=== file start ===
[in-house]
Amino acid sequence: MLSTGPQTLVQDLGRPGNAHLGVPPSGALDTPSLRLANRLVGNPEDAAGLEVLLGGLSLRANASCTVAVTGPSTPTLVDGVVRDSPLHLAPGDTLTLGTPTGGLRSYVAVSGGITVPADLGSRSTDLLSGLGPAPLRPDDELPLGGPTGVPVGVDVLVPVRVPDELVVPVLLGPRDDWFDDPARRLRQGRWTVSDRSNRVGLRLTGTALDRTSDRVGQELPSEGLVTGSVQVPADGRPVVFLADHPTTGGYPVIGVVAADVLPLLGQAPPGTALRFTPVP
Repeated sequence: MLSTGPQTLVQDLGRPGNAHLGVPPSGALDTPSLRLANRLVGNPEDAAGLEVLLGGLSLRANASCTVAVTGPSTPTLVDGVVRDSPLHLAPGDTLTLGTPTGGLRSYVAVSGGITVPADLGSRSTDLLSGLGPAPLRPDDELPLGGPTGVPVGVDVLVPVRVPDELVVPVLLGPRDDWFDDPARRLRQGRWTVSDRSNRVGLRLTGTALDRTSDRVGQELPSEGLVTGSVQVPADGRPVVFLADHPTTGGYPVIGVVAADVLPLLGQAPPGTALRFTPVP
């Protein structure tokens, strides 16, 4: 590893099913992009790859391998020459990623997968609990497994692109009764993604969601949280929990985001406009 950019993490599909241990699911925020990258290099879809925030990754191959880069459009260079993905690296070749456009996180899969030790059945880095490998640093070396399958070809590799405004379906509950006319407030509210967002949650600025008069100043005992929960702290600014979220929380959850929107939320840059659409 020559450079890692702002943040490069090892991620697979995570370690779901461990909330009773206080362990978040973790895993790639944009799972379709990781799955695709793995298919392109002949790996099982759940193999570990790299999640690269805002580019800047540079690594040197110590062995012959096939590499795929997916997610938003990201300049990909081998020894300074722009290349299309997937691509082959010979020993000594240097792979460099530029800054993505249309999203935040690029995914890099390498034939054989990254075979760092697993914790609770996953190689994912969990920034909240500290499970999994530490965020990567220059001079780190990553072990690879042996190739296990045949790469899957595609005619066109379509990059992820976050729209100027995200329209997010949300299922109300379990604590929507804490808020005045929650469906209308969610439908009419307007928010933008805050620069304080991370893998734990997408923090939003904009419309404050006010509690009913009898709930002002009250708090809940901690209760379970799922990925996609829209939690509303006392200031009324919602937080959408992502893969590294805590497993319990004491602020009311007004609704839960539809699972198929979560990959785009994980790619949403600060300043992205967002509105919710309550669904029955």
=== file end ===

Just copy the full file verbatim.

[in-house]
Amino acid sequence: MLSTGPQTLVQDLGRPGNAHLGVPPSGALDTPSLRLANRLVGNPEDAAGLEVLLGGLSLRANASCTVAVTGPSTPTLVDGVVRDSPLHLAPGDTLTLGTPTGGLRSYVAVSGGITVPADLGSRSTDLLSGLGPAPLRPDDELPLGGPTGVPVGVDVLVPVRVPDELVVPVLLGPRDDWFDDPARRLRQGRWTVSDRSNRVGLRLTGTALDRTSDRVGQELPSEGLVTGSVQVPADGRPVVFLADHPTTGGYPVIGVVAADVLPLLGQAPPGTALRFTPVP
Repeated sequence: MLSTGPQTLVQDLGRPGNAHLGVPPSGALDTPSLRLANRLVGNPEDAAGLEVLLGGLSLRANASCTVAVTGPSTPTLVDGVVRDSPLHLAPGDTLTLGTPTGGLRSYVAVSGGITVPADLGSRSTDLLSGLGPAPLRPDDELPLGGPTGVPVGVDVLVPVRVPDELVVPVLLGPRDDWFDDPARRLRQGRWTVSDRSNRVGLRLTGTALDRTSDRVGQELPSEGLVTGSVQVPADGRPVVFLADHPTTGGYPVIGVVAADVLPLLGQAPPGTALRFTPVP
């Protein structure tokens, strides 16, 4: 590893099913992009790859391998020459990623997968609990497994692109009764993604969601949280929990985001406009 950019993490599909241990699911925020990258290099879809925030990754191959880069459009260079993905690296070749456009996180899969030790059945880095490998640093070396399958070809590799405004379906509950006319407030509210967002949650600025008069100043005992929960702290600014979220929380959850929107939320840059659409 020559450079890692702002943040490069090892991620697979995570370690779901461990909330009773206080362990978040973790895993790639944009799972379709990781799955695709793995298919392109002949790996099982759940193999570990790299999640690269805002580019800047540079690594040197110590062995012959096939590499795929997916997610938003990201300049990909081998020894300074722009290349299309997937691509082959010979020993000594240097792979460099530029800054993505249309999203935040690029995914890099390498034939054989990254075979760092697993914790609770996953190689994912969990920034909240500290499970999994530490965020990567220059001079780190990553072990690879042996190739296990045949790469899957595609005619066109379509990059992820976050729209100027995200329209997010949300299922109300379990604590929507804490808020005045929650469906209308969610439908009419307007928010933008805050620069304080991370893998734990997408923090939003904009419309404050006010509690009913009898709930002002009250708090809940901690209760379970799922990925996609829209939690509303006392200031009324919602937080959408992502893969590294805590497993319990004491602020009311007004609704839960539809699972198929979560990959785009994980790619949403600060300043992205967002509105919710309550669904029955």